Starting out, establishing relationships with different vendors was a little complicated—not being from the retail side, you don’t have access to those relationships. Networking has played a good part in getting past that. I found the more connections I made—especially online and through some of the flooring pages—I’ve slowly gotten familiar with different people from different companies, and that’s really helped us overcome that obstacle.

Another challenge would be keeping jobs moving and cash flow while trying to set up our sales space. To overcome that we needed a solid team that could maintain our current business and support the growth. I think a lot of our success has been having the right people that stand with us to help us grow.

Establishing credit with vendors was also a challenge at first. Obviously, paying on time helps. But I think one of the bigger things that was helpful to us was starting with local businesses that were more likely to offer us a handshake. Working with the smaller, local companies and getting accounts set up through them was a lot easier and really helped us in establishing our credit.

Tim Bell
A-1 Flooring
Massillon, Ohio

Years as an installer: 16

The installer advantages:

As an owner who does most of my own installations, I have learned it is easier to sell myself than a product. For me, personally, it’s also about giving my customers a place to buy flooring that they can count on.

Tackling challenges:

The biggest challenge was getting through the slow times. We overcame the slow times by developing relationships with contractors and building a great client base from referrals and good reviews. My current challenge is keeping the customers happy while having limited installation help. We have yet to overcome the shortage of good installers.

Helpful tips:

Don’t do too much at once. Try to develop good relationships with good installers. Pay your installers a good wage. Treat your customers and their homes with respect and make sure your installers do the same. Know what your limitations are.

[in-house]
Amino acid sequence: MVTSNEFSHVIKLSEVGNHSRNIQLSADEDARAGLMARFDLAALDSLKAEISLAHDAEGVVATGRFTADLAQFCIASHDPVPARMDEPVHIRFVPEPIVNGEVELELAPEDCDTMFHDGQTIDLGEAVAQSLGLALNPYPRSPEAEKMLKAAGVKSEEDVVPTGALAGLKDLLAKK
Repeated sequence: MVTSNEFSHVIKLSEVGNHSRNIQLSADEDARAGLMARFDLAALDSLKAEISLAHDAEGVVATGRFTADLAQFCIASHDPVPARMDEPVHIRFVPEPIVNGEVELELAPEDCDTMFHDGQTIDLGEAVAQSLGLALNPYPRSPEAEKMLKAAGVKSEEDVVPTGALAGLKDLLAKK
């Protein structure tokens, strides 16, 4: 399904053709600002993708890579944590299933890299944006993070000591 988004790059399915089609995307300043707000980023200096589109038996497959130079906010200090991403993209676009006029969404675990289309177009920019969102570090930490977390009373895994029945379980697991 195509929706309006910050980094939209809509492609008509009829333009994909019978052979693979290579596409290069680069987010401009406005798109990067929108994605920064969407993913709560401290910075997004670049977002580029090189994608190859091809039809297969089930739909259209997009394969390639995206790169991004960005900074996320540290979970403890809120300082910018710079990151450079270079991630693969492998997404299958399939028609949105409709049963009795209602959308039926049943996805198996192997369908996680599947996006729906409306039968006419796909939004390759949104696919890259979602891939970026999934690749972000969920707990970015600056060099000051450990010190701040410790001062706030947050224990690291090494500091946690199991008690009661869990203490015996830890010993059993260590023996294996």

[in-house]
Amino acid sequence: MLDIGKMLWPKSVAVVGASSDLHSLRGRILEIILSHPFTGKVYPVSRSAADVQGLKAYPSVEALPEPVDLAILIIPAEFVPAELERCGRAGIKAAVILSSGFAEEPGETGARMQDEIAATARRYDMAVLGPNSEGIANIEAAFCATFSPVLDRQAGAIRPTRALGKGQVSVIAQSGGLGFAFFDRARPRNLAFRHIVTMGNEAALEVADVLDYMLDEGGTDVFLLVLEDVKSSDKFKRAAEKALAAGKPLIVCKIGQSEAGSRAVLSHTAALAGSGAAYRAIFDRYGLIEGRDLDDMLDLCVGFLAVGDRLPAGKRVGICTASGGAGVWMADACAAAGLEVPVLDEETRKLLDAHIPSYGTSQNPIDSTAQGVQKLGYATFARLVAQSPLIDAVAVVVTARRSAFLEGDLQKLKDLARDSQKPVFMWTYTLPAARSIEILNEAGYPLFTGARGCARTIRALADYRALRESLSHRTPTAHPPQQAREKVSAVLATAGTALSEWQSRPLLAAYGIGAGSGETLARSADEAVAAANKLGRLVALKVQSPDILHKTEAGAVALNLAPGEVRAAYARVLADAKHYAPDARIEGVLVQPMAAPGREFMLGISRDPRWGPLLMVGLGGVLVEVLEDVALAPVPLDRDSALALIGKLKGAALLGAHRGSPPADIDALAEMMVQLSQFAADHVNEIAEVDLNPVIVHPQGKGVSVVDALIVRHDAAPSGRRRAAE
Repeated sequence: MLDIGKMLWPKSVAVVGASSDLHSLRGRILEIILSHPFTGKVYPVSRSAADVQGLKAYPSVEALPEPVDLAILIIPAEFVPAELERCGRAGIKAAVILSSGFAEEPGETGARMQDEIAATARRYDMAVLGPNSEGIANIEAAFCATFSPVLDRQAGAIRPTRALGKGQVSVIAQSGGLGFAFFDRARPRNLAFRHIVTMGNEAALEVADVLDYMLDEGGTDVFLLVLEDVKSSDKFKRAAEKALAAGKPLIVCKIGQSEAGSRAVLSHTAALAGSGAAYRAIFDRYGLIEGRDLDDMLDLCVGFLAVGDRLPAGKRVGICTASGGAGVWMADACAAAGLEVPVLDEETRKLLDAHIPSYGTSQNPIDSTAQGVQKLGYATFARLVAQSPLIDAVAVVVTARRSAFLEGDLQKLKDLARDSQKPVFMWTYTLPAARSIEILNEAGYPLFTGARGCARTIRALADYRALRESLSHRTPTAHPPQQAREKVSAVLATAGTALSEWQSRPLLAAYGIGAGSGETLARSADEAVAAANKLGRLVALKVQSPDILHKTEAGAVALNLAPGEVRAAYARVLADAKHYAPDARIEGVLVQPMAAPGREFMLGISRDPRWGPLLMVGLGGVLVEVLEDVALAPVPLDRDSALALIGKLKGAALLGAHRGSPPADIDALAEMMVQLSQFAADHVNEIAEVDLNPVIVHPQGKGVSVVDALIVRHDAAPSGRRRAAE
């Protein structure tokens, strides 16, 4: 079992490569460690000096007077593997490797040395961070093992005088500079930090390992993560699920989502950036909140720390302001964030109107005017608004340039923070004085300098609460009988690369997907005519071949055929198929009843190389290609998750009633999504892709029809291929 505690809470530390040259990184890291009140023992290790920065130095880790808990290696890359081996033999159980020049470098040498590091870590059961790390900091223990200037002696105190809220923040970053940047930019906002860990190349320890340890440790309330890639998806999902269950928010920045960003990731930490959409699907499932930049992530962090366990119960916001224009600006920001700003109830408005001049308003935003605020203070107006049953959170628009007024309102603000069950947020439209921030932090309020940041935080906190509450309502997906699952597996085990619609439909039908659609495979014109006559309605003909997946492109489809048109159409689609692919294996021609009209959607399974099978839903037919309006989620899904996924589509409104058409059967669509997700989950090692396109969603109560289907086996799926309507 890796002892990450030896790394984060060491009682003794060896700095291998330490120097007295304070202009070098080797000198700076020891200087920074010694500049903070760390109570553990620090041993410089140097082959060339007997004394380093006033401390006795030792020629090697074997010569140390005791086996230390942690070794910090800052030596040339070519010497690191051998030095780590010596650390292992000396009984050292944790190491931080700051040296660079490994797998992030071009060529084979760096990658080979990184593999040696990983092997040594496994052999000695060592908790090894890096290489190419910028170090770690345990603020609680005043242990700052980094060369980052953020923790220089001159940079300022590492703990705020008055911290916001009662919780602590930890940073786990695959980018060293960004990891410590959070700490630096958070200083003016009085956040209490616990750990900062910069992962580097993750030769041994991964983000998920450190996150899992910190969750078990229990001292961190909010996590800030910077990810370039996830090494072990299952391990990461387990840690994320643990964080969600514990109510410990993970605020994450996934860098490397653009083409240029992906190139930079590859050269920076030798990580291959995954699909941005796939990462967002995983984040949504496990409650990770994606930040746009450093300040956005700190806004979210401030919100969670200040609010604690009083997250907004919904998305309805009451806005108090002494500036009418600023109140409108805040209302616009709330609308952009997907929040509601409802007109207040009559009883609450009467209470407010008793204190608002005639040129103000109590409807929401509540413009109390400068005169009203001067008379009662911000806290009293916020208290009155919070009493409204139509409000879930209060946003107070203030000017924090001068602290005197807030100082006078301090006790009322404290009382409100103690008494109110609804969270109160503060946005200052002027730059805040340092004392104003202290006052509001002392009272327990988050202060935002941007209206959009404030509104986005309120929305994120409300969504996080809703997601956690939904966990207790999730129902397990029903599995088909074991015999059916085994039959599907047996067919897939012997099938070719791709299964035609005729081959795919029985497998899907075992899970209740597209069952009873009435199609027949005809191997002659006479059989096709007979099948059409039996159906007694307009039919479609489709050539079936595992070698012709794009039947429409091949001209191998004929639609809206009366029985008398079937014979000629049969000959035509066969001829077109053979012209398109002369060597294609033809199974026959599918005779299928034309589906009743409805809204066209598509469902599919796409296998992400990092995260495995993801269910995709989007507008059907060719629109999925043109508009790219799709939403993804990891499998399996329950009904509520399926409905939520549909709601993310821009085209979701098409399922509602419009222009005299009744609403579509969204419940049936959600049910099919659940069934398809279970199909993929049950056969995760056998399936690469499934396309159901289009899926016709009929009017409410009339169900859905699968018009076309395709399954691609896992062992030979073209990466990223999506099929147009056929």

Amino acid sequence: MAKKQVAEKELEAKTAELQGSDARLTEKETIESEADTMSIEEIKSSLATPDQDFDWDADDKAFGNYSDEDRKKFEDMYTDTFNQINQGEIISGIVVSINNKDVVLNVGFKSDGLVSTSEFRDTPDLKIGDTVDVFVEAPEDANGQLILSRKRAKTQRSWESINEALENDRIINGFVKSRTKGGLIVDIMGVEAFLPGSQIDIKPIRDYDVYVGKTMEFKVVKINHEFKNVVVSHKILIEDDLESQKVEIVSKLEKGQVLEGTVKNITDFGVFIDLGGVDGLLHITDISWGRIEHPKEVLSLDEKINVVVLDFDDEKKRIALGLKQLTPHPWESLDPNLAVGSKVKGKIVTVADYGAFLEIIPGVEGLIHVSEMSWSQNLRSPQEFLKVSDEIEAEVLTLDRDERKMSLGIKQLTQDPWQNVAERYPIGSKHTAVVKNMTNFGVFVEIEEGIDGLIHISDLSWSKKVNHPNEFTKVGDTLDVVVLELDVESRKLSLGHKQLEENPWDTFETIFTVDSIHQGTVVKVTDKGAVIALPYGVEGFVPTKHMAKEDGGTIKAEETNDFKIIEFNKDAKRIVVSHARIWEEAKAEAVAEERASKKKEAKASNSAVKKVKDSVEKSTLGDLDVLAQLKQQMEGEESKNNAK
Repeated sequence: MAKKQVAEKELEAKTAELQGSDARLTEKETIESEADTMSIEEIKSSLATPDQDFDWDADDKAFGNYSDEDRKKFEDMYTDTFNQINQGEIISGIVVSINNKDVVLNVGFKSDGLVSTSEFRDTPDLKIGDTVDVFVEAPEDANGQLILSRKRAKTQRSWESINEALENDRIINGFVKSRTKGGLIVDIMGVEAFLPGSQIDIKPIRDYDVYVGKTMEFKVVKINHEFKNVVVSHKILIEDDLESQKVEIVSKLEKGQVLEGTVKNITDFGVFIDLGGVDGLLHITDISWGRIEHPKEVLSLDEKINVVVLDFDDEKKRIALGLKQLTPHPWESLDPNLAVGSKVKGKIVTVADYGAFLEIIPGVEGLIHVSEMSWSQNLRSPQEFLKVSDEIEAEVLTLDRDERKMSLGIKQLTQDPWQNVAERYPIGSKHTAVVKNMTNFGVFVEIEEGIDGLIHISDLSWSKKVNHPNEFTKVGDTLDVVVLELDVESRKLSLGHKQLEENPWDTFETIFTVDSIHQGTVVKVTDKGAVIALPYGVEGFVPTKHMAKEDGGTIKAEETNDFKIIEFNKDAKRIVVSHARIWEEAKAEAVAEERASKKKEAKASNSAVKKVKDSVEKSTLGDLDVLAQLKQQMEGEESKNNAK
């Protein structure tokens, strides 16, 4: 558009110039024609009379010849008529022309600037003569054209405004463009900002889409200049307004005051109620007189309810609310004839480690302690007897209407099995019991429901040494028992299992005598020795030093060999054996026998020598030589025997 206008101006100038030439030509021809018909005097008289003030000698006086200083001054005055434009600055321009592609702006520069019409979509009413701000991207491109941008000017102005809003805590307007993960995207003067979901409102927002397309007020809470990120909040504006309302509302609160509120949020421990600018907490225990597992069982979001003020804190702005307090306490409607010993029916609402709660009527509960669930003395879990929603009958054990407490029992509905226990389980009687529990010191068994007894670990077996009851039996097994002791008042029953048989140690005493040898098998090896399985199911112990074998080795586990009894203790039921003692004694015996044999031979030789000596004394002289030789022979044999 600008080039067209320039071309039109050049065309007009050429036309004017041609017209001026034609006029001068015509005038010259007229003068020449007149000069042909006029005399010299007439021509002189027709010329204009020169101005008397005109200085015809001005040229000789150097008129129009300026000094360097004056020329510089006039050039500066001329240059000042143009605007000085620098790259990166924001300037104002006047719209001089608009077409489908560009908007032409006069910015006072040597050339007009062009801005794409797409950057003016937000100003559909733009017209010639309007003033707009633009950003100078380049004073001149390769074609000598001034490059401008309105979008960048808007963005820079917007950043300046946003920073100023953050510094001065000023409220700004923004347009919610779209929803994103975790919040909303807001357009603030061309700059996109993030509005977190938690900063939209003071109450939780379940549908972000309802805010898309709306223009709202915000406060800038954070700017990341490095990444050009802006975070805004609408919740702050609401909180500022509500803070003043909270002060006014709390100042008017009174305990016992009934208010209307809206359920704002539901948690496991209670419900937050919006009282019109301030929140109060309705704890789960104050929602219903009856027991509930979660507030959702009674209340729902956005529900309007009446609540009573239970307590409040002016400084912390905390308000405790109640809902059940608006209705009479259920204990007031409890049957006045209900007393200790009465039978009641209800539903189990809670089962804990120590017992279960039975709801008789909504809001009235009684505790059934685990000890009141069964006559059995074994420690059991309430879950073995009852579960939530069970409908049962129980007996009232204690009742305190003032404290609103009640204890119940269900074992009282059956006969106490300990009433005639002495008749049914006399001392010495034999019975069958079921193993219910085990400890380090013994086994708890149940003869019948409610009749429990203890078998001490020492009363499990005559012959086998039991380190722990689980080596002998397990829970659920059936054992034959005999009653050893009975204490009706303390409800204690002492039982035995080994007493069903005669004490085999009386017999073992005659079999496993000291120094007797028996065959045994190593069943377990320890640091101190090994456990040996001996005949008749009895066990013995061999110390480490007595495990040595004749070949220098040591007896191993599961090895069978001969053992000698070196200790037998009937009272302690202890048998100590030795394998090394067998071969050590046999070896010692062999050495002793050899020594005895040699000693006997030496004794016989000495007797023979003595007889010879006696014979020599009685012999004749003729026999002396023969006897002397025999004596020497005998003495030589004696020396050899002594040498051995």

The store owner and the sales staff should be as knowledgeable as possible on all products you sell and install.

Be prepared to want to quit a thousand times—but don’t give up!

Devin Denys
Aspen Floors
Watson, Saskatchewan, Canada

Years as an installer: 19

The installer advantages:

I do all the installations. My wife runs the store—sales and bookkeeping. It was a no-brainer for us because the people that we purchased it off of didn’t know how to do anything. They were paying me $150,000 a year to go out and do their installations. Whatever I billed them, they were doubling and charging to the customer. Once you look at it that way—when you don’t have to pay anybody out—there’s a lot more opportunity to make a lot more money and have a successful business.

Benefits to the customer:

I think doing the installation yourself and having your name on the business — you’re not going to put out a subpar-quality job; you’re going to make sure that customer is happy from day one until the job is finished and for years to come. I find with hiring out other crews, you get callbacks; you get issues that you still have to deal with. You’re pretty much at the mercy of somebody else. Whereas, when it’s your own name on the line, then you want to make sure that customer has the best experience possible.

Helpful tips:

I think it’s a really good idea [for an installer to open their own store]. I think it’s a great investment. If you have a good clientele and you can keep yourself busy, I definitely think there is great opportunity and a lot more money to be made. It does come with its challenges. It’s not always going to be easy. You’re still going to have your hard times. But I would definitely encourage anybody who wants to get into the retail side of things.

There’s definitely a lot more benefits in having this store—more than not having it and just running as a subcontractor.

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Feb. 20/27, 2023